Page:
by Terry Schilling
This article is part of a series focusing on Lens of Liberty, a project of the Vernon K. Krieble Foundation.
In her Liberty Minute titled “The Big Gulp,” Helen Krieble discusses a local government policy that many people immediately recognized as an egregious overreach:
There have been many news stories about one mayor’s drive to ban large soft drinks. Nearly everyone thought the effort was a classic case of government overreach. I’ve never bought a Big Gulp soda, but I cherish my right to do so.
We all understand the dangers of too much sugar in our diets, but most people know that government has more important things to worry about than the size of our sodas. If we look through the lens of liberty, we might realize that this is really not much different than the government determining how our hamburgers must be cooked, or what kind of lightbulbs we must buy. In America we believe in taking responsibility for our own actions and providing for our own happiness. Sometimes we need to remind politicians to take care of important government business and let us take care of our own business.
In 2013, New York City limited soft drink sizes to 16 ounces. The New York Court of Appeals overturned the rule in 2014, ultimately deciding that the rule exceeded the authority of the New York City Board of Health.
Regulations like these send a clear message to American citizens: the government knows how you should live better than you do. Voters should use their common sense to identify laws and regulations that exceed the necessary authority of government and fight back on these issues. One such issue has recently been in the headlines.
Earlier this month, in Murphy v. National Collegiate Athletic Association, the Supreme Court decided that states could legalize sports gambling as they see fit. The ruling overturned a 1992 federal law which barred most states from allowing this type of gambling.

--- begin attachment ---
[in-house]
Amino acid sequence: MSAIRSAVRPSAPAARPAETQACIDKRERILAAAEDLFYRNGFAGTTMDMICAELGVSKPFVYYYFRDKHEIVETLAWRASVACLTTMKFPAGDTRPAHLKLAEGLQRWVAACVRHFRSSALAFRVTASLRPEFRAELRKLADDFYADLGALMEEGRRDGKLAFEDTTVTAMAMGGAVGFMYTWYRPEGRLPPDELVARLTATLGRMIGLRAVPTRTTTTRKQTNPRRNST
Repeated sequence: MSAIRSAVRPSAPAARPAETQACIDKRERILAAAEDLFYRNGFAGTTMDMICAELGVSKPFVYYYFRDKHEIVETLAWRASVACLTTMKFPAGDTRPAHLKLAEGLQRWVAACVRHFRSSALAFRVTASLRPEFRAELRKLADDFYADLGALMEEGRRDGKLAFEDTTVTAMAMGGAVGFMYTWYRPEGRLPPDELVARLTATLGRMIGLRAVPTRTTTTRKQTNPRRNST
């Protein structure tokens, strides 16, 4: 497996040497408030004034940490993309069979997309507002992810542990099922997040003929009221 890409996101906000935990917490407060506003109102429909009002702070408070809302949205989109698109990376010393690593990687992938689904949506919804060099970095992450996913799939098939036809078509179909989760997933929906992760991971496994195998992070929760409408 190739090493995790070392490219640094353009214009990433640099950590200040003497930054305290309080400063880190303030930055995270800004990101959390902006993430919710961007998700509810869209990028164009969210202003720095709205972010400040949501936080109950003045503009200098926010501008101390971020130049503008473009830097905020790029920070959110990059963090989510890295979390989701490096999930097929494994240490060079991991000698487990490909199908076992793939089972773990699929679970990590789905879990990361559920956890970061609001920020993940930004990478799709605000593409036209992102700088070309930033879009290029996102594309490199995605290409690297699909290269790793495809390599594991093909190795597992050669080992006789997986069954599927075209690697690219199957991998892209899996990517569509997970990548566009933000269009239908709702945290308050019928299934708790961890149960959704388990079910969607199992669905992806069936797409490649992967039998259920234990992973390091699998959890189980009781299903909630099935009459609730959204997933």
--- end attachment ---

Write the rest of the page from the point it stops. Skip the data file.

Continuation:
The ban on sports betting was at best arbitrary, and at worst another example of an overreaching government. Individuals should have the right to determine if they want to participate in gambling as a form of entertainment. While the government thinks that it is protecting people from themselves when it prohibits gambling, what it is really doing is making decisions for citizens in personal areas. We should be able to make the decision to gamble ourselves—if someone fails to gamble responsibly, they will be forced to bear the consequences of their actions.
The free market is truly a wonderful thing. States now have the ability to legalize what could be a multibillion dollar industry. When sports betting is brought out of the shadow economy, there is more opportunity to ensure it is being done in a way where consumers are protected. Additionally, there will be increased competition from betting services, as the state of Nevada will no longer have a complete monopoly in the legal market.
Americans should look through the “lens of liberty” when they see government trying to make these kinds of decisions for them and fight back. The state of New Jersey, which was at the forefront of the fight against the federal sports gambling policy, is a good example in this case as to how to fight federal tyranny. We must be willing to battle in court and at the ballot box to preserve the right to live our lives free from the overzealous meddling of government elites.
Photo credit: Prayitno via Flickr, CC BY 2.0